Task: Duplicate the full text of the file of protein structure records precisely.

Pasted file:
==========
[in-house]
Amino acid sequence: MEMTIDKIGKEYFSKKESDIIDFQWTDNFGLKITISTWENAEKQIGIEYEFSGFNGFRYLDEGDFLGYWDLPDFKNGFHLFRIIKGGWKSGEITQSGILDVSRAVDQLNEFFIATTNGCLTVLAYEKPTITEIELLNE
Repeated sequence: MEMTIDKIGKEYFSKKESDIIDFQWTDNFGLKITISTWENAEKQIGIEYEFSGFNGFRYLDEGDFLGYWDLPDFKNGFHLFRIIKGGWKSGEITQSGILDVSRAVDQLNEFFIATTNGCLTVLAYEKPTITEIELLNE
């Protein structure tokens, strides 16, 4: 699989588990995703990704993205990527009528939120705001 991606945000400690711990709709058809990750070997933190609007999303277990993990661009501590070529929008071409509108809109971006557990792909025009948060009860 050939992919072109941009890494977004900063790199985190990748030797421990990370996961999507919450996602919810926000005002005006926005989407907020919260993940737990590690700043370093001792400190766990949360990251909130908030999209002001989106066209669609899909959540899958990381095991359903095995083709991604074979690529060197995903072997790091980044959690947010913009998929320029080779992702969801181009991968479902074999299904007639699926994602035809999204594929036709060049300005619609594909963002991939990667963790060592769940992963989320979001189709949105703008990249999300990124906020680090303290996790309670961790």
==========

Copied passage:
[in-house]
Amino acid sequence: MEMTIDKIGKEYFSKKESDIIDFQWTDNFGLKITISTWENAEKQIGIEYEFSGFNGFRYLDEGDFLGYWDLPDFKNGFHLFRIIKGGWKSGEITQSGILDVSRAVDQLNEFFIATTNGCLTVLAYEKPTITEIELLNE
Repeated sequence: MEMTIDKIGKEYFSKKESDIIDFQWTDNFGLKITISTWENAEKQIGIEYEFSGFNGFRYLDEGDFLGYWDLPDFKNGFHLFRIIKGGWKSGEITQSGILDVSRAVDQLNEFFIATTNGCLTVLAYEKPTITEIELLNE
């Protein structure tokens, strides 16, 4: 699989588990995703990704993205990527009528939120705001 991606945000400690711990709709058809990750070997933190609007999303277990993990661009501590070529929008071409509108809109971006557990792909025009948060009860 050939992919072109941009890494977004900063790199985190990748030797421990990370996961999507919450996602919810926000005002005006926005989407907020919260993940737990590690700043370093001792400190766990949360990251909130908030999209002001989106066209669609899909959540899958990381095991359903095995083709991604074979690529060197995903072997790091980044959690947010913009998929320029080779992702969801181009991968479902074999299904007639699926994602035809999204594929036709060049300005619609594909963002991939990667963790060592769940992963989320979001189709949105703008990249999300990124906020680090303290996790309670961790």